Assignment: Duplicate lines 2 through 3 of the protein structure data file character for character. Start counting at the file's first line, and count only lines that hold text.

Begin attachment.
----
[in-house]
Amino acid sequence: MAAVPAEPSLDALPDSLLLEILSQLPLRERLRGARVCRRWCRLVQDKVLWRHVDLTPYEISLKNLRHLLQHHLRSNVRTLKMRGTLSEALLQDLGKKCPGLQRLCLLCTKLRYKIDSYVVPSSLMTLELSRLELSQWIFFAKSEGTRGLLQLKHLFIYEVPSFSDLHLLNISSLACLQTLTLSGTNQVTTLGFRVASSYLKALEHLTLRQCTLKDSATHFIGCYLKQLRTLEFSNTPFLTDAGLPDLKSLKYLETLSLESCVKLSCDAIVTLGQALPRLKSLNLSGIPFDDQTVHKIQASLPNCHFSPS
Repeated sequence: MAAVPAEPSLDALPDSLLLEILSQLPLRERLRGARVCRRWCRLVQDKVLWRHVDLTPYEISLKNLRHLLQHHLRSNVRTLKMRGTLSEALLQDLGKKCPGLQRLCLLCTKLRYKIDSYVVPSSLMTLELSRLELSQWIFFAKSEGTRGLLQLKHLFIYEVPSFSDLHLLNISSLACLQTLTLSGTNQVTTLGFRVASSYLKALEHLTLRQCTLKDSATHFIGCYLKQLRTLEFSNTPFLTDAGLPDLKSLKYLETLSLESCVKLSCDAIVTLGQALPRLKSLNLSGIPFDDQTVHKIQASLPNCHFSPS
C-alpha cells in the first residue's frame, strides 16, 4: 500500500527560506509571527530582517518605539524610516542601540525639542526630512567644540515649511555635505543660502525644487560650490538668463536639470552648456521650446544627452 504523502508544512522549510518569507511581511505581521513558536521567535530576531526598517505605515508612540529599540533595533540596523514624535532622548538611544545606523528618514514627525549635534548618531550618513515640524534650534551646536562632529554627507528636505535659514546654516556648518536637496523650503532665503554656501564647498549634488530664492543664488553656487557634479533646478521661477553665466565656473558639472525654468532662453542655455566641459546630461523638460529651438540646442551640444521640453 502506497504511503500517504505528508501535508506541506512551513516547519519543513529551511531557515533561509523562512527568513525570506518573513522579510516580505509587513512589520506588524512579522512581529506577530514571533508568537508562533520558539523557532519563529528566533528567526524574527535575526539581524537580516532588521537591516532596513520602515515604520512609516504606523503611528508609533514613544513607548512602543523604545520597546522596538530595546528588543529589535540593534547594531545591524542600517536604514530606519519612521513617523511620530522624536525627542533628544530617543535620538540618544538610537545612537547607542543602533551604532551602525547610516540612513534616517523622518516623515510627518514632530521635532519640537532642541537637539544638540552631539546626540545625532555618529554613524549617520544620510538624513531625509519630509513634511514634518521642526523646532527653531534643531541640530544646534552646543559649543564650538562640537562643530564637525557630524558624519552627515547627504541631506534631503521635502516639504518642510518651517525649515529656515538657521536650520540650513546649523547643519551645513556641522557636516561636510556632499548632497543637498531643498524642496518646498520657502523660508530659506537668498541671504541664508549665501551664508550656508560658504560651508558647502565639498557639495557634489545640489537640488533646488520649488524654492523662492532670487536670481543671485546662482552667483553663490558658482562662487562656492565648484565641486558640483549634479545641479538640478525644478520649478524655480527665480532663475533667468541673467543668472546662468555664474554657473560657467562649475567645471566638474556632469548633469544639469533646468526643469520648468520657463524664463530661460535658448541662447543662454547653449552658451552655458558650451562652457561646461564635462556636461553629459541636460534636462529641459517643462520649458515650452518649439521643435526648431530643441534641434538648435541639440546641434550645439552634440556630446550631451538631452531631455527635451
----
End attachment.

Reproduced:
Amino acid sequence: MAAVPAEPSLDALPDSLLLEILSQLPLRERLRGARVCRRWCRLVQDKVLWRHVDLTPYEISLKNLRHLLQHHLRSNVRTLKMRGTLSEALLQDLGKKCPGLQRLCLLCTKLRYKIDSYVVPSSLMTLELSRLELSQWIFFAKSEGTRGLLQLKHLFIYEVPSFSDLHLLNISSLACLQTLTLSGTNQVTTLGFRVASSYLKALEHLTLRQCTLKDSATHFIGCYLKQLRTLEFSNTPFLTDAGLPDLKSLKYLETLSLESCVKLSCDAIVTLGQALPRLKSLNLSGIPFDDQTVHKIQASLPNCHFSPS
Repeated sequence: MAAVPAEPSLDALPDSLLLEILSQLPLRERLRGARVCRRWCRLVQDKVLWRHVDLTPYEISLKNLRHLLQHHLRSNVRTLKMRGTLSEALLQDLGKKCPGLQRLCLLCTKLRYKIDSYVVPSSLMTLELSRLELSQWIFFAKSEGTRGLLQLKHLFIYEVPSFSDLHLLNISSLACLQTLTLSGTNQVTTLGFRVASSYLKALEHLTLRQCTLKDSATHFIGCYLKQLRTLEFSNTPFLTDAGLPDLKSLKYLETLSLESCVKLSCDAIVTLGQALPRLKSLNLSGIPFDDQTVHKIQASLPNCHFSPS